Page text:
“In a year and a half of teaching here, I have only had one formal classroom observation. The principal gave me an excellent evaluation and apparently hasn’t felt the need to return!” – Misr American College (Cairo, Egypt) – 53 Comments
“They have a system called Responsibility for Learning which is tailored to the situation. New teachers go through a pre-determined portfolio process supporting professional standards. Returning teachers are given options as to how to best support their own growth. Administrative visitations are ongoing and both formal and informal.” – American School of Dubai (Dubai, United Arab Emirates) – 84 Comments
“Teachers are observed twice in an academic year. At the end of the year, the results of these observations are then combined with evaluations from the senior Thai admin (who never see you teach). The score is then tabulated and you are given a bonus based on this score. Teachers can see the results of the observations but are not allowed to see the evaluations from the Thai admin.” – Assumption College (Bangkok, Thailand) – 21 Commentscontinue reading
When you work in a public school district in the USA, it is typically unlikely that you will also have to spend time specifically working on curriculum development. Unless I suppose when you are getting paid extra to do so. Usually curriculum development is handled at the district office.
But at international schools, it is very common place to also have this task added to a teacher’s annual workload. Especially at small schools with fewer teachers, then the odds are quite high you will spend a number of hours doing curriculum development.
Who even can remember how this work was done 20 years ago, but of course now it is all done online. A popular choice amongst international schools is Rubicon Atlas. Though this service has a lot of good features and is “easy to use”, it is not always so popular and user-friendly for teachers.
Many international schools require teachers to plan their lessons every day and then also update their units on whatever the school uses for their written curriculum. It can be a lot of work! Each international school needs to think about what is the right balance for the teachers and who is responsible exactly for the updating of their writing curriculum.
Luckily, International School Community has a comment topic on our school profile pages related to this topic of curriculum development, so you can stay the most informed as possible. It is called: “How much curriculum development work are you expected to do? (Atlas Rubicon, etc.)”
Our veteran international school teachers have submitted a total of 128 comments in this comment topic (March 2017). Here are a few that have been submitted:
“Since this is a new-ish school, there is still a considerable amount of curriculum development going on. The MS/HS uses Managebac and the PS uses something similar. There is a decent amount of time allocated during the day for division and grade level planning.” – Keystone Academy (Beijing, China) – 14 Comments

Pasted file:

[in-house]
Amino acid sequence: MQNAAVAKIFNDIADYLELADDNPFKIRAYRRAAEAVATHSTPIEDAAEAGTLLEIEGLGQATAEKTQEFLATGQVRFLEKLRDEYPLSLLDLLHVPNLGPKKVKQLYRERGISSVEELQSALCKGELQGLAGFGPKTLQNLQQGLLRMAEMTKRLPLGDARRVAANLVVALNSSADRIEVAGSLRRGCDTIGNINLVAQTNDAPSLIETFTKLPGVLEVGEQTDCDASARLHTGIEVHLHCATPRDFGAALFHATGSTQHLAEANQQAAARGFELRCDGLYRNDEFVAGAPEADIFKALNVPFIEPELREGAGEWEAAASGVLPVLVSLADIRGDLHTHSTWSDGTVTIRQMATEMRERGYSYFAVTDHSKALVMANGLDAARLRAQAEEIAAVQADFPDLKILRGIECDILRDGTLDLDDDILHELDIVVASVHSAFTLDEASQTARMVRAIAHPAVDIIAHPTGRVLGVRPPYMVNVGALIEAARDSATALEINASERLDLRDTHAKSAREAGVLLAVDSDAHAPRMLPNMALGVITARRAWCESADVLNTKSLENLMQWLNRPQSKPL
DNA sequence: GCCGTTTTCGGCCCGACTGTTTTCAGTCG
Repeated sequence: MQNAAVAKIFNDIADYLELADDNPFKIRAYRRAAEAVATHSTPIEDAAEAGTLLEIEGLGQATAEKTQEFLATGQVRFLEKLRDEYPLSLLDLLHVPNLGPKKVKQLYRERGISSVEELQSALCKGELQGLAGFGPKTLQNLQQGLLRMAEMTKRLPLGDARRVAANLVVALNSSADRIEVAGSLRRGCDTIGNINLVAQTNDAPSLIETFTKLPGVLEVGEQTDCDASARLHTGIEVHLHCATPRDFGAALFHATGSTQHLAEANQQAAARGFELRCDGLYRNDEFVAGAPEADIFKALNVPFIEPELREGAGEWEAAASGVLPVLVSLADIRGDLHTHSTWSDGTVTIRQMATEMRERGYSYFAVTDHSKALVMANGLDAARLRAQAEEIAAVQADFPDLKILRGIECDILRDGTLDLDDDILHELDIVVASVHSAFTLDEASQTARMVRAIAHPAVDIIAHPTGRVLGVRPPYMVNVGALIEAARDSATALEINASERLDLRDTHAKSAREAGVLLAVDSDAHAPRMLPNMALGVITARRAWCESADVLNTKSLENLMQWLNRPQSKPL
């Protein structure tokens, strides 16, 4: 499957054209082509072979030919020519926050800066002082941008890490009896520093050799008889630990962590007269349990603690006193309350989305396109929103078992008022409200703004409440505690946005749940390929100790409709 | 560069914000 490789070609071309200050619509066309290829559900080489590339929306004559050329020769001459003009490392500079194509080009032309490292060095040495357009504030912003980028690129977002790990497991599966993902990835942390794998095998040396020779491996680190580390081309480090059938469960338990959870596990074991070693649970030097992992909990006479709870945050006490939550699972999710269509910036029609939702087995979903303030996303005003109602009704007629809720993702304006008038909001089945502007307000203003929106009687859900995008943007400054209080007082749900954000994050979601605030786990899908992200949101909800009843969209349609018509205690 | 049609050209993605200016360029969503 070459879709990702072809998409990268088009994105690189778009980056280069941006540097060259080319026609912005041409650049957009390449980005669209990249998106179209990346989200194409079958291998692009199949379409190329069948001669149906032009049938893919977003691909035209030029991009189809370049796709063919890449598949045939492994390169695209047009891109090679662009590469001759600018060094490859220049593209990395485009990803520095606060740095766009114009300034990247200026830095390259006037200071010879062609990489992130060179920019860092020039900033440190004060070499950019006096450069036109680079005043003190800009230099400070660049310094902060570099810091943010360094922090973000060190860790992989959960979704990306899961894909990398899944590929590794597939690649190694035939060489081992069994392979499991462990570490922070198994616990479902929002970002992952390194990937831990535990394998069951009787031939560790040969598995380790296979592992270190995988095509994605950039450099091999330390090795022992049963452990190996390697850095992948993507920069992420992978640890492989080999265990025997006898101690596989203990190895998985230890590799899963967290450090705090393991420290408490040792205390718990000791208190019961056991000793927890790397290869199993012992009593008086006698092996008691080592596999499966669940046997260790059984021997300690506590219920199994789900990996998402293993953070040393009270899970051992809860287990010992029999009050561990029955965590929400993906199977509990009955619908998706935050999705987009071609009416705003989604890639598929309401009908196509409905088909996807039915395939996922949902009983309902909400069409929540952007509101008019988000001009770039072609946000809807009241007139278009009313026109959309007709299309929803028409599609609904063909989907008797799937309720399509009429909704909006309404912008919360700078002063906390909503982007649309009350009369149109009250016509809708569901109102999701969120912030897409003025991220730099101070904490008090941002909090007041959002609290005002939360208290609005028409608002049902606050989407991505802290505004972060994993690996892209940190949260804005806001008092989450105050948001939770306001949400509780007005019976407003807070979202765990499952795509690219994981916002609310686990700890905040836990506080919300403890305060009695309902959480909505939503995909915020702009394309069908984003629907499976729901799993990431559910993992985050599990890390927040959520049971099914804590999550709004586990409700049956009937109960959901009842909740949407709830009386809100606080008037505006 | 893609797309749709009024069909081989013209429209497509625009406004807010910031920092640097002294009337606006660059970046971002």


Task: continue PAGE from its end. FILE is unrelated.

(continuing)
“I have to say, there is a lot of “reinventing the wheel” when it comes to curriculum, particularly in Elementary. We are expected to create several Unit plans for Reading and Writing Workshop when we already paid for (and have in our possession) Lucy Calkins detailed Units and Plans available. In this regard, work is highly repetitive, redundant, and unnecessary. Of course, there is a need to review, modify and adapt Units and Lessons to meet the needs of your kids, but in the Elementary division, it seems reinventing the wheel is more cherished than using the proven resources we already have.” – American International School Abuja (Abuja, Nigeria) – 36 Comments
“The goal is to have a UbD plan for every unit of every class. Some departments are closer to achieving that goal than others, depending on the schedules of curriculum review cycles. Each department is given specific goals, and some meeting and planning time arranged (occasionally pull-out times during a school day, for which substitutes are required for your classes) to facilitate the process, but much of the work is expected to be done during teachers’ planning times.” – American International School Vienna (Vienna, Austria) – 38 Comments
“International teachers are expected to undertake all of the curriculum development work, and the school introduced the use of Atlas Rubicon at the back end of the 2015/2016 school year. This development is expected to tail off, however, as the authority with oversight of the NIS schools has decreed that all curricula must be uploaded by the end of the 2015/2016 school year, with the understanding that no changes will be made after that time.” – Nazarbayev Intellectual School of Astana (Astana, Kazakhstan) – 37 Commentscontinue reading